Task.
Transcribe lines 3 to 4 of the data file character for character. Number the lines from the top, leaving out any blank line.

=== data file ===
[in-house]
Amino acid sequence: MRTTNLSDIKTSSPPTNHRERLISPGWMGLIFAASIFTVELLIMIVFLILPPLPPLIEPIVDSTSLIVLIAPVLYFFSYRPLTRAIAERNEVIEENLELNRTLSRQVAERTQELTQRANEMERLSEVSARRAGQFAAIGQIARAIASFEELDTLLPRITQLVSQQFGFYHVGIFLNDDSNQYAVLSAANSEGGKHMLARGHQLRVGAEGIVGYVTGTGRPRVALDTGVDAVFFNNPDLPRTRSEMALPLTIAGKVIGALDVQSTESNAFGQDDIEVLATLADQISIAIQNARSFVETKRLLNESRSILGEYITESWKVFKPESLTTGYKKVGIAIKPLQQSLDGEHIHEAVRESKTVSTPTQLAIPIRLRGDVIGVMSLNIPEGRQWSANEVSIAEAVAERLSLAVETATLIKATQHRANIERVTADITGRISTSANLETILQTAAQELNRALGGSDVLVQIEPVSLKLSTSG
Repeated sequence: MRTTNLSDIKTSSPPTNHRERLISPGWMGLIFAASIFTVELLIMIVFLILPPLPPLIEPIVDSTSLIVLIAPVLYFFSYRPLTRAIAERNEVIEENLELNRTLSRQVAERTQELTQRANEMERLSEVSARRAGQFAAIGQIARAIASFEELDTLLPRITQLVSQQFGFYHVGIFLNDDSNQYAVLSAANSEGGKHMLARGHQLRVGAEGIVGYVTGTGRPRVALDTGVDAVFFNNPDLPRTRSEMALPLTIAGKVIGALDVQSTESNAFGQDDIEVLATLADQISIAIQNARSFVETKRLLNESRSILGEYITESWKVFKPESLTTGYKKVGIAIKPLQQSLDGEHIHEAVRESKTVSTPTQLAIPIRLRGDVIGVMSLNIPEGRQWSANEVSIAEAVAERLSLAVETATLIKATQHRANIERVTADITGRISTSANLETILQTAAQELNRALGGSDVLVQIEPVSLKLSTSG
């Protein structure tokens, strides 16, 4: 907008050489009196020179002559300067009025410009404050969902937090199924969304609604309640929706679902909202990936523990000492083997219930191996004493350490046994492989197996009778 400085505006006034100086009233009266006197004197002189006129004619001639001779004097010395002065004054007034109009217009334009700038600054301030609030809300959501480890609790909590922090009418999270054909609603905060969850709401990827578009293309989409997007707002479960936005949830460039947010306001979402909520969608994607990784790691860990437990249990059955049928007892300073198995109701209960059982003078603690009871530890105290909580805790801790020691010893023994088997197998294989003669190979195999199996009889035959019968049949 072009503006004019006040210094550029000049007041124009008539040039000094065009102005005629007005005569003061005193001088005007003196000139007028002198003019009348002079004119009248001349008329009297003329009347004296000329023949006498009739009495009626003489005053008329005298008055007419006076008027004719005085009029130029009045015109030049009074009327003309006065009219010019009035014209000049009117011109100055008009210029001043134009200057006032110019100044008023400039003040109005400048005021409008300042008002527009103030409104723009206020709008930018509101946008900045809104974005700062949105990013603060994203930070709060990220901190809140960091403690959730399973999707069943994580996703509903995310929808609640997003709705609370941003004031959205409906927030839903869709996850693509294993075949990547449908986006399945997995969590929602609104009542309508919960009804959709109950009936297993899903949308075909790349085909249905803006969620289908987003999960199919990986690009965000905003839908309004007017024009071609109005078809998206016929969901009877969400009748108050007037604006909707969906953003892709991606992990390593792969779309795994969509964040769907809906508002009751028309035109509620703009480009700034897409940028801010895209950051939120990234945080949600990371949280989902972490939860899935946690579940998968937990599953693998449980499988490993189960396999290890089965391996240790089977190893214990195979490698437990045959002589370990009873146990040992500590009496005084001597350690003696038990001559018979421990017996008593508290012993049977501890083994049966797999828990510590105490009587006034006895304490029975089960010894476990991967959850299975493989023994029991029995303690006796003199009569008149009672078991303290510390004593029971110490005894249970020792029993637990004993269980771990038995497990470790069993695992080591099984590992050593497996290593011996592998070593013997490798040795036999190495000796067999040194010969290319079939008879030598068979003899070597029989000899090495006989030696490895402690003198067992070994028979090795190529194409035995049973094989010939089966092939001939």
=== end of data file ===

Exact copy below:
Repeated sequence: MRTTNLSDIKTSSPPTNHRERLISPGWMGLIFAASIFTVELLIMIVFLILPPLPPLIEPIVDSTSLIVLIAPVLYFFSYRPLTRAIAERNEVIEENLELNRTLSRQVAERTQELTQRANEMERLSEVSARRAGQFAAIGQIARAIASFEELDTLLPRITQLVSQQFGFYHVGIFLNDDSNQYAVLSAANSEGGKHMLARGHQLRVGAEGIVGYVTGTGRPRVALDTGVDAVFFNNPDLPRTRSEMALPLTIAGKVIGALDVQSTESNAFGQDDIEVLATLADQISIAIQNARSFVETKRLLNESRSILGEYITESWKVFKPESLTTGYKKVGIAIKPLQQSLDGEHIHEAVRESKTVSTPTQLAIPIRLRGDVIGVMSLNIPEGRQWSANEVSIAEAVAERLSLAVETATLIKATQHRANIERVTADITGRISTSANLETILQTAAQELNRALGGSDVLVQIEPVSLKLSTSG
């Protein structure tokens, strides 16, 4: 907008050489009196020179002559300067009025410009404050969902937090199924969304609604309640929706679902909202990936523990000492083997219930191996004493350490046994492989197996009778 400085505006006034100086009233009266006197004197002189006129004619001639001779004097010395002065004054007034109009217009334009700038600054301030609030809300959501480890609790909590922090009418999270054909609603905060969850709401990827578009293309989409997007707002479960936005949830460039947010306001979402909520969608994607990784790691860990437990249990059955049928007892300073198995109701209960059982003078603690009871530890105290909580805790801790020691010893023994088997197998294989003669190979195999199996009889035959019968049949 072009503006004019006040210094550029000049007041124009008539040039000094065009102005005629007005005569003061005193001088005007003196000139007028002198003019009348002079004119009248001349008329009297003329009347004296000329023949006498009739009495009626003489005053008329005298008055007419006076008027004719005085009029130029009045015109030049009074009327003309006065009219010019009035014209000049009117011109100055008009210029001043134009200057006032110019100044008023400039003040109005400048005021409008300042008002527009103030409104723009206020709008930018509101946008900045809104974005700062949105990013603060994203930070709060990220901190809140960091403690959730399973999707069943994580996703509903995310929808609640997003709705609370941003004031959205409906927030839903869709996850693509294993075949990547449908986006399945997995969590929602609104009542309508919960009804959709109950009936297993899903949308075909790349085909249905803006969620289908987003999960199919990986690009965000905003839908309004007017024009071609109005078809998206016929969901009877969400009748108050007037604006909707969906953003892709991606992990390593792969779309795994969509964040769907809906508002009751028309035109509620703009480009700034897409940028801010895209950051939120990234945080949600990371949280989902972490939860899935946690579940998968937990599953693998449980499988490993189960396999290890089965391996240790089977190893214990195979490698437990045959002589370990009873146990040992500590009496005084001597350690003696038990001559018979421990017996008593508290012993049977501890083994049966797999828990510590105490009587006034006895304490029975089960010894476990991967959850299975493989023994029991029995303690006796003199009569008149009672078991303290510390004593029971110490005894249970020792029993637990004993269980771990038995497990470790069993695992080591099984590992050593497996290593011996592998070593013997490798040795036999190495000796067999040194010969290319079939008879030598068979003899070597029989000899090495006989030696490895402690003198067992070994028979090795190529194409035995049973094989010939089966092939001939």